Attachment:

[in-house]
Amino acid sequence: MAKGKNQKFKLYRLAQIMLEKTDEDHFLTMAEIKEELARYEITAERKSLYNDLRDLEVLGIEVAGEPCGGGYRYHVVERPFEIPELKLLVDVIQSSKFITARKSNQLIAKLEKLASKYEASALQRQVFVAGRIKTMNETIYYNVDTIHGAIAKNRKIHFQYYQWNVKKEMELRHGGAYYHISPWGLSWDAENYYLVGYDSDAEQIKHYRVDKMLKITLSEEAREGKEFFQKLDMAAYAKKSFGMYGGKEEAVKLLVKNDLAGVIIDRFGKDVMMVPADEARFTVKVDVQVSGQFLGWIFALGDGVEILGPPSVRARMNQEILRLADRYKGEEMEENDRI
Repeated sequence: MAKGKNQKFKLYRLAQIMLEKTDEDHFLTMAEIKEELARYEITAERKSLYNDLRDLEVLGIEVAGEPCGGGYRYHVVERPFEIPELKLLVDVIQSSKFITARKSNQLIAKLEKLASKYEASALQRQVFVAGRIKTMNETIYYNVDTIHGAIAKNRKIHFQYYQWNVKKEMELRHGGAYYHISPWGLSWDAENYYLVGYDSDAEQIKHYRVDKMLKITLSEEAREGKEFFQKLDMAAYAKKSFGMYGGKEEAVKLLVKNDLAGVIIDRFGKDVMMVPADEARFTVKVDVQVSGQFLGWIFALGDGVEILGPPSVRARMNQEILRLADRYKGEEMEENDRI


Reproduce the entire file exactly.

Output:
[in-house]
Amino acid sequence: MAKGKNQKFKLYRLAQIMLEKTDEDHFLTMAEIKEELARYEITAERKSLYNDLRDLEVLGIEVAGEPCGGGYRYHVVERPFEIPELKLLVDVIQSSKFITARKSNQLIAKLEKLASKYEASALQRQVFVAGRIKTMNETIYYNVDTIHGAIAKNRKIHFQYYQWNVKKEMELRHGGAYYHISPWGLSWDAENYYLVGYDSDAEQIKHYRVDKMLKITLSEEAREGKEFFQKLDMAAYAKKSFGMYGGKEEAVKLLVKNDLAGVIIDRFGKDVMMVPADEARFTVKVDVQVSGQFLGWIFALGDGVEILGPPSVRARMNQEILRLADRYKGEEMEENDRI
Repeated sequence: MAKGKNQKFKLYRLAQIMLEKTDEDHFLTMAEIKEELARYEITAERKSLYNDLRDLEVLGIEVAGEPCGGGYRYHVVERPFEIPELKLLVDVIQSSKFITARKSNQLIAKLEKLASKYEASALQRQVFVAGRIKTMNETIYYNVDTIHGAIAKNRKIHFQYYQWNVKKEMELRHGGAYYHISPWGLSWDAENYYLVGYDSDAEQIKHYRVDKMLKITLSEEAREGKEFFQKLDMAAYAKKSFGMYGGKEEAVKLLVKNDLAGVIIDRFGKDVMMVPADEARFTVKVDVQVSGQFLGWIFALGDGVEILGPPSVRARMNQEILRLADRYKGEEMEENDRI